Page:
Maxi is well known for exhibiting the stamina of a man with four lungs, but contributing to potentially the most important 25 minutes of Benfica's season some 12 hours after his return flight from South America touched down was hardy even by his standards. He won praise from Jesus for his "professionalism," as did Luisao, the captain whose agent conceded earlier in the week would like to speak to Paris Saint-Germain about the possibility of a move to the newly-flush French club.

Trabzon wishes it had only selection and preparation dilemmas to ponder. As Fenerbahce president Aziz Yilidirim was the most high-profile detainee of the match-fixing investigation which has gripped Turkey, Trabzon was initially assumed to be a potential beneficiary - having finished as runner-up to Fener only on goal difference. However, Trabzon president Sadri Sener was also arrested (and later released on bail), while Yildirim remains on remand. The postponement of the Super Cup between Fener and cup winner Besiktas (which returned the trophy to the Turkish Football Federation in protest at its own implication in the scandal) was followed on Monday by the postponement of the Super Lig season by a month, to September 9.

So while Jesus fretted about taking on such a big leap with little run-up, Gunes faced fielding four debutants of his own (Didier Zokora, Ondrej Celutska, Paulo Henrique and Adrian Mierzejewski) knowing that a Herculean effort to beat Benfica could be in vain, should the TFF find Trabzon guilty in its probe.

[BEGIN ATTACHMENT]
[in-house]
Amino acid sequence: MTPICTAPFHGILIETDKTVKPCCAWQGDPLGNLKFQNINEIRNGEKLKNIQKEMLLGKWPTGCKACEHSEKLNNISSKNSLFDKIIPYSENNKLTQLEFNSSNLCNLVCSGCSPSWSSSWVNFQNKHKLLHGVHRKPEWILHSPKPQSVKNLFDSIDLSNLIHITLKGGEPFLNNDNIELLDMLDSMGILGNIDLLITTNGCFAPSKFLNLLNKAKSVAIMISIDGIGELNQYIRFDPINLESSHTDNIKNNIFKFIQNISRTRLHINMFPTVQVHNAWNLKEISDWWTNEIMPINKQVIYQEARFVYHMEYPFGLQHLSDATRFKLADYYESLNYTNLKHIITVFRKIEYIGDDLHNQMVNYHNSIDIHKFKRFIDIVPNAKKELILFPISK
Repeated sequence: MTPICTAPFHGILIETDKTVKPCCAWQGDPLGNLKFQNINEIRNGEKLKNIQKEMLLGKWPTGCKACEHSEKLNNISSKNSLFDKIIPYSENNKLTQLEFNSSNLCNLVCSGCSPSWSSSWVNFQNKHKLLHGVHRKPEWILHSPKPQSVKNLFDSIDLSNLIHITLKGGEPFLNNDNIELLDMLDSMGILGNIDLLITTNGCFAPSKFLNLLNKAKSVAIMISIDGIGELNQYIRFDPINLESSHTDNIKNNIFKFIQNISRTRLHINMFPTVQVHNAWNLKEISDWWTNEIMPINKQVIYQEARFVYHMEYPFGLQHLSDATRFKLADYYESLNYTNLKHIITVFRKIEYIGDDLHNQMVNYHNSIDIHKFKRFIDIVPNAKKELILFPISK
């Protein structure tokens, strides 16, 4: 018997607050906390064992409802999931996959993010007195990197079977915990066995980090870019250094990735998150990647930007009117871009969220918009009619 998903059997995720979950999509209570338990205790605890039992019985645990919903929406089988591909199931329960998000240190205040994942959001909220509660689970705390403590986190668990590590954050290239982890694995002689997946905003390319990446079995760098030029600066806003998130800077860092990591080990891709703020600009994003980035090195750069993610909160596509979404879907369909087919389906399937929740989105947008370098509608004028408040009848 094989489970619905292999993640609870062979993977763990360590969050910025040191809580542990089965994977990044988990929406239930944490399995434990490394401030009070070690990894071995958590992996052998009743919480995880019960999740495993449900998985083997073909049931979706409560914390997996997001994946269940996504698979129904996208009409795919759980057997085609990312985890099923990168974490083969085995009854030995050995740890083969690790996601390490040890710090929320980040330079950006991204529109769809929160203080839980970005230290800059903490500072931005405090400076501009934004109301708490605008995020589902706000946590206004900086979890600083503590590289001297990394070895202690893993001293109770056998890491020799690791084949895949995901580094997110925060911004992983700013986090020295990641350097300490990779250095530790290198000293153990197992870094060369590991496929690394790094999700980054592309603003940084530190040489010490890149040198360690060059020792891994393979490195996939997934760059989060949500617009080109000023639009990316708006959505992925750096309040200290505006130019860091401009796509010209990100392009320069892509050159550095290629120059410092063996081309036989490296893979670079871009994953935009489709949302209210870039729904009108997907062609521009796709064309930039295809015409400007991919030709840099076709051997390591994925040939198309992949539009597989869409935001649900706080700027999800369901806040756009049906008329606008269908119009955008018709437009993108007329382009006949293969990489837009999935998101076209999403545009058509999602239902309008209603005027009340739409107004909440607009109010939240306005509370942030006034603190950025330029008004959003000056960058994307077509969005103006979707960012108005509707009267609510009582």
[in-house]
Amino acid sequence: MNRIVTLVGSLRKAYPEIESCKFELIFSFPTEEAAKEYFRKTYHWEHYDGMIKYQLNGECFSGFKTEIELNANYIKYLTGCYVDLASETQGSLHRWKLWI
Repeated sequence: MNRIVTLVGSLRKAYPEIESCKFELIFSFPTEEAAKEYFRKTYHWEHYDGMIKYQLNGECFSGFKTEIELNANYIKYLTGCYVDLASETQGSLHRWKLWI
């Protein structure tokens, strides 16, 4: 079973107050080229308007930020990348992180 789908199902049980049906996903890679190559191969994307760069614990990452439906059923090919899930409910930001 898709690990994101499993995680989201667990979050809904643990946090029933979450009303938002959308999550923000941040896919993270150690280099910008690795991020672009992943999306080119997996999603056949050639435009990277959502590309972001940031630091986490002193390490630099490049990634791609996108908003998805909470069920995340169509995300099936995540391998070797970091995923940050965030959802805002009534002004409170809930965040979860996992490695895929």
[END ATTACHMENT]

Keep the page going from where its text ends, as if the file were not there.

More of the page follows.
Underlining the same number of new boys for both sides is a misleading comparison, however. The heart of Gunes's side was ripped out this summer, with the dual midfield axis of Selcuk Inan and Ceyhun Gulselam making big-money switches to Galatasaray, and the departures of Jaja (to Al-Ahli) and Umut Bulut (Toulouse) removing two players who scored over a third of Trabzon's goals in 2010-11.

A comparison between Trabzon and Benfica's domestic rival (and Europa League semi-final conqueror) Braga is perhaps a valid one at this point. Like with the Europa League success of the club from northern Portugal, Trabzon's great season was only ever likely to precipitate the departure of its stars for bigger stages. Even outside the present environment of Turkish football, the magnitude of Trabzon's task against Benfica is clear. When its Huseyin Avni Aker Stadium was inaugurated in 1951, it held just 2,500 people. Eleven years later, Benfica had become double European champion.

The possible denouement of Trabzon's Champions League dream will roll out far from its base on the cusp of the Black Sea next Tuesday - the presence of the Youth Olympics in the now-28,000-capacity Huseyin means that Gunes and company will decamp to the Ataturk Olympic Stadium in Istanbul, over 600 miles away - as they attempt to turn up some heat on Benfica. Whether the current storm engulfing Turkish football will create a groundswell of nationalistic defiance behind Trabzon in the capital remains to be seen, but playing so far from home in a stadium three times the capacity of its own is far from ideal. A prize which Gunes and his men worked so hard for last season has almost slipped away already.